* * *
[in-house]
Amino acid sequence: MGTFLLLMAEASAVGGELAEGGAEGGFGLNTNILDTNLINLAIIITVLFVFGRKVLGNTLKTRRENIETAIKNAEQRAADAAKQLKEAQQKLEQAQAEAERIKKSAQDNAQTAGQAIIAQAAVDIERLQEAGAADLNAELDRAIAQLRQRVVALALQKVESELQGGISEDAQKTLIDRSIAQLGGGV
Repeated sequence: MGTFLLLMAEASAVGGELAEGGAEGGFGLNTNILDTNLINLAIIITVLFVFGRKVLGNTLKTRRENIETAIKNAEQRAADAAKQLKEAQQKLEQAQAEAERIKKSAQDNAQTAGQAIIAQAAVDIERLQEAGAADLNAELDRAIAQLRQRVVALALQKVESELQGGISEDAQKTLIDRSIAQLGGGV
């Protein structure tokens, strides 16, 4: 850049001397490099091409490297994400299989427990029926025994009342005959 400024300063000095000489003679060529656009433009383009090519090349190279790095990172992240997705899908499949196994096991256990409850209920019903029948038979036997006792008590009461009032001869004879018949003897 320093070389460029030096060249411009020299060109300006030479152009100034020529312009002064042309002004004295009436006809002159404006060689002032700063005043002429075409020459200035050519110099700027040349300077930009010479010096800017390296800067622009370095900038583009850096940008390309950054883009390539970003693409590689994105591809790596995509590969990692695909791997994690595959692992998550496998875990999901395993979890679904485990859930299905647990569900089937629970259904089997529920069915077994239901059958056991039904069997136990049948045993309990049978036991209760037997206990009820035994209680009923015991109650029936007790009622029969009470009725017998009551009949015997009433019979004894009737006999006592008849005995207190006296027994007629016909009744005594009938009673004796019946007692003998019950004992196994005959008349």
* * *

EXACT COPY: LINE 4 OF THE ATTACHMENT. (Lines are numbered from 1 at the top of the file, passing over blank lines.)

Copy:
């Protein structure tokens, strides 16, 4: 850049001397490099091409490297994400299989427990029926025994009342005959 400024300063000095000489003679060529656009433009383009090519090349190279790095990172992240997705899908499949196994096991256990409850209920019903029948038979036997006792008590009461009032001869004879018949003897 320093070389460029030096060249411009020299060109300006030479152009100034020529312009002064042309002004004295009436006809002159404006060689002032700063005043002429075409020459200035050519110099700027040349300077930009010479010096800017390296800067622009370095900038583009850096940008390309950054883009390539970003693409590689994105591809790596995509590969990692695909791997994690595959692992998550496998875990999901395993979890679904485990859930299905647990569900089937629970259904089997529920069915077994239901059958056991039904069997136990049948045993309990049978036991209760037997206990009820035994209680009923015991109650029936007790009622029969009470009725017998009551009949015997009433019979004894009737006999006592008849005995207190006296027994007629016909009744005594009938009673004796019946007692003998019950004992196994005959008349």